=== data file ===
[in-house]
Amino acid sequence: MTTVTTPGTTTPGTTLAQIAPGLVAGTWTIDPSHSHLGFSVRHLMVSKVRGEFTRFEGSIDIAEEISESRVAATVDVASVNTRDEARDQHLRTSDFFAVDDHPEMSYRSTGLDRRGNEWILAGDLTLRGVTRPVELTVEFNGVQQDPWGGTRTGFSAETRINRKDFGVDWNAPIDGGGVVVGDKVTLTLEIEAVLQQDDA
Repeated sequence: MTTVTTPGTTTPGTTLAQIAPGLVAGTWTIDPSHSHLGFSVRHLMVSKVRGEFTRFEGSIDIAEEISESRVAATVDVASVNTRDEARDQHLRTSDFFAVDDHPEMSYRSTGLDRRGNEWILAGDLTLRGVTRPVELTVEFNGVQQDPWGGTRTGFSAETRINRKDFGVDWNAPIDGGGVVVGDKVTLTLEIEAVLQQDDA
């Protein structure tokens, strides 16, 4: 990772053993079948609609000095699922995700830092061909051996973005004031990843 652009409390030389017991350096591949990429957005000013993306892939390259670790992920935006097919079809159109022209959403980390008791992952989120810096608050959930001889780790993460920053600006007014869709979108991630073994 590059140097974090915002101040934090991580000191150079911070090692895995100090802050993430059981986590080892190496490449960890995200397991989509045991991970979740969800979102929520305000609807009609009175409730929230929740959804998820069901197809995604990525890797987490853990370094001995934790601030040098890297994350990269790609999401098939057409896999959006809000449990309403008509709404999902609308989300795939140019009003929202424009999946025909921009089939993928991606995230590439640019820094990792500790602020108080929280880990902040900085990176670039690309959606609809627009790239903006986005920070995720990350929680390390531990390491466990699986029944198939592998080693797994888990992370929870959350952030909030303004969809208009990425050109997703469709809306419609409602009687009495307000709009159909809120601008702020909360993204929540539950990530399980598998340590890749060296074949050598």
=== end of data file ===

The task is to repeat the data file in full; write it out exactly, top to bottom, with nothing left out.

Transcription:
[in-house]
Amino acid sequence: MTTVTTPGTTTPGTTLAQIAPGLVAGTWTIDPSHSHLGFSVRHLMVSKVRGEFTRFEGSIDIAEEISESRVAATVDVASVNTRDEARDQHLRTSDFFAVDDHPEMSYRSTGLDRRGNEWILAGDLTLRGVTRPVELTVEFNGVQQDPWGGTRTGFSAETRINRKDFGVDWNAPIDGGGVVVGDKVTLTLEIEAVLQQDDA
Repeated sequence: MTTVTTPGTTTPGTTLAQIAPGLVAGTWTIDPSHSHLGFSVRHLMVSKVRGEFTRFEGSIDIAEEISESRVAATVDVASVNTRDEARDQHLRTSDFFAVDDHPEMSYRSTGLDRRGNEWILAGDLTLRGVTRPVELTVEFNGVQQDPWGGTRTGFSAETRINRKDFGVDWNAPIDGGGVVVGDKVTLTLEIEAVLQQDDA
């Protein structure tokens, strides 16, 4: 990772053993079948609609000095699922995700830092061909051996973005004031990843 652009409390030389017991350096591949990429957005000013993306892939390259670790992920935006097919079809159109022209959403980390008791992952989120810096608050959930001889780790993460920053600006007014869709979108991630073994 590059140097974090915002101040934090991580000191150079911070090692895995100090802050993430059981986590080892190496490449960890995200397991989509045991991970979740969800979102929520305000609807009609009175409730929230929740959804998820069901197809995604990525890797987490853990370094001995934790601030040098890297994350990269790609999401098939057409896999959006809000449990309403008509709404999902609308989300795939140019009003929202424009999946025909921009089939993928991606995230590439640019820094990792500790602020108080929280880990902040900085990176670039690309959606609809627009790239903006986005920070995720990350929680390390531990390491466990699986029944198939592998080693797994888990992370929870959350952030909030303004969809208009990425050109997703469709809306419609409602009687009495307000709009159909809120601008702020909360993204929540539950990530399980598998340590890749060296074949050598």